The dream of doctors educated and trained in the north that grew out of the June, 2000 citizens rally at the Multiplex will become a reality.
The provincial government approved $12.5 million for the construction of the Northern Medical Program’s state-of-the-art, 42,000 square foot medical facility at the University of Northern B.C. campus at an open cabinet meeting Friday in Victoria. The building is expected to be completed and the first 24 students are slated to begin their studies in the undergraduate program as early as the fall of 2004 graduating in the spring of 2008.
“The fact that we’re going to be training physicians in the north, for the north is just a huge issue, it is the light on the horizon, it has excited people and it allows us to believe we can further build our communities and further build our economy,” says UNBC president Doctor Charles Jago. “It was only 21 months ago the rally took place and the idea was born. To have come this far in less than two years is nothing short of amazing.”
The Northern Medical Program was first unveiled at the January, 2001 Northern Medical Summit in Prince George. Final approval was given to the curriculum by the university senate in November of last year. Dr. Jago says requests have already been sent out for architectural proposals for the new building and they hope to break ground in late August or early September of this year.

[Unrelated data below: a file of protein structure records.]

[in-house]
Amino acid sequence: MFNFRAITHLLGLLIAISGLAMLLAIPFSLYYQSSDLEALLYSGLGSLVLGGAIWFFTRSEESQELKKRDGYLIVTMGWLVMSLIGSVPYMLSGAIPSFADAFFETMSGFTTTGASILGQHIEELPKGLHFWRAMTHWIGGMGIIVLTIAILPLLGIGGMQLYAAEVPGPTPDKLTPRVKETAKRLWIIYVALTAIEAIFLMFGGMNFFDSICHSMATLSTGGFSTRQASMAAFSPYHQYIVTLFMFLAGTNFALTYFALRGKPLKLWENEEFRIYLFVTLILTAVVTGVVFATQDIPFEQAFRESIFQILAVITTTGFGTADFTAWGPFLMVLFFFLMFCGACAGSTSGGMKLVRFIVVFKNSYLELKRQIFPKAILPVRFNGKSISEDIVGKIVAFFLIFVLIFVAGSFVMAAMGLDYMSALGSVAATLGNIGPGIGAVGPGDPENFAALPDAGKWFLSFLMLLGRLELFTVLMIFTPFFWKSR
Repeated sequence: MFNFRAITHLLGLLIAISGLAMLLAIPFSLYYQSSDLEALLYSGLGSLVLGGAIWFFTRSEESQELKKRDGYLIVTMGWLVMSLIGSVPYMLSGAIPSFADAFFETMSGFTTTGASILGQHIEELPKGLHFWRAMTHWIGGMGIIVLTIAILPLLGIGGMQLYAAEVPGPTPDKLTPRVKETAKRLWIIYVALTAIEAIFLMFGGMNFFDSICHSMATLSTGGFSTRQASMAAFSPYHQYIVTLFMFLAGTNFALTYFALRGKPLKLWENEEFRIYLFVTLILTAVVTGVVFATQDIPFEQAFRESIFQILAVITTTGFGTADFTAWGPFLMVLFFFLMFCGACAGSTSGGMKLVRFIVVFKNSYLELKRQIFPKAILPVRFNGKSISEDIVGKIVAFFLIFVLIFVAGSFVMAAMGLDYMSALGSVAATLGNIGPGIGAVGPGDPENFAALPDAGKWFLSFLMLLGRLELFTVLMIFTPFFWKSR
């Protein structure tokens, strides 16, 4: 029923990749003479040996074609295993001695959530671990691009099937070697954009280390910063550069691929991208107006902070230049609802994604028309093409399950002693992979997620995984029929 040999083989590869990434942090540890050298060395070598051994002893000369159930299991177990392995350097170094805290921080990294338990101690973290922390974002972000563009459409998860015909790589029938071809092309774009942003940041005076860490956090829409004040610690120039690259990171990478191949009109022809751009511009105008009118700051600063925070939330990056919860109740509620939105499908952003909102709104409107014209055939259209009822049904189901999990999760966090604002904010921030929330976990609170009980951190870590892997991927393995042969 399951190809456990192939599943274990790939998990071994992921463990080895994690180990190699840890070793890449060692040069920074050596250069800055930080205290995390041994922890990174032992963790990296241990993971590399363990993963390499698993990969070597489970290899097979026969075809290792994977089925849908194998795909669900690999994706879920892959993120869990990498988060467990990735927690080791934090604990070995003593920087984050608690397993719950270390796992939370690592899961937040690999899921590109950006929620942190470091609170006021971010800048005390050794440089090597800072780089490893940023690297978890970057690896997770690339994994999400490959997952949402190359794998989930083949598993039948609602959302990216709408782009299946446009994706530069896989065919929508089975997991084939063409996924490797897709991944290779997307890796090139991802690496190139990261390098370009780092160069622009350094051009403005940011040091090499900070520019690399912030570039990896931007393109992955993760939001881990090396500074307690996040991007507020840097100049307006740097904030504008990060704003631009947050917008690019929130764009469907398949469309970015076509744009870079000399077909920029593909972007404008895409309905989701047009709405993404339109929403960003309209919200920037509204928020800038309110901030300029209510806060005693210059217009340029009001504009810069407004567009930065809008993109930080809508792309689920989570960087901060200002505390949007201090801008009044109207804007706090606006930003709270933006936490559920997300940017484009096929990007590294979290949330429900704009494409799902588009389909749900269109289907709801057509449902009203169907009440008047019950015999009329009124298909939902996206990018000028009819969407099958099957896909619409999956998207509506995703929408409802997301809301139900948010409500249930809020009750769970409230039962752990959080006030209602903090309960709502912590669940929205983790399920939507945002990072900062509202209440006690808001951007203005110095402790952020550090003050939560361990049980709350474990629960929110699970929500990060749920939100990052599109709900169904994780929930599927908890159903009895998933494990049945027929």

The program will employ 24 faculty at UNBC as well as numerous technical and support staff.
“This is great news, not just for the province but for the north in particular,” says advanced education minister and Prince George-Mt. Robson MLA Shirley Bond, adding that the NMP would address not only the province-wide doctor shortage, but recruitment and retention problems in northern rural communities. “We have a strong belief that if you train people where they live they are much more likely to stay and work there.”
The government committed to $5 million for planning and implementation costs next year and Bond says $24 million has been included in her ministry’s budget over the next three years for the program’s operating budget.
Tuition fees for the northern medical program will be the same as those for UBC’s medical school. UBC recently announced those would be increased 75 per cent to $6,500 per year in September and it’s predicted they could rise as high as $14,000 within three years.
The northern medical school, as well as the Island Medical Program at the University of Victoria, which also received funding last week, is being conducted in conjunction with the University of British Columbia. Students will take their first semester of studies at UBC, then spend the remainder of the four years at UNBC.
It’s hoped that the two new medical programs along with additional seats at UBC planned for 2005 will almost double the 128 doctors currently graduating annually from UBC’s medical program, and hopefully increase the approximately 70 grads that actually stay in B.C. By comparison 300 doctors leave or retire annually in the province.
The total budget for the expanded medical seats is $134 million, with $110 million going towards a new life sciences centre at UBC.
Students completing the four-year undergrad program will have a UBC medical degree and can then choose either a two or three-year residency as family practitioners or specialize and attend a major Canadian medical school. Students could spend anywhere from two to 10 years more in school after graduating the NMP, depending on the field they chose.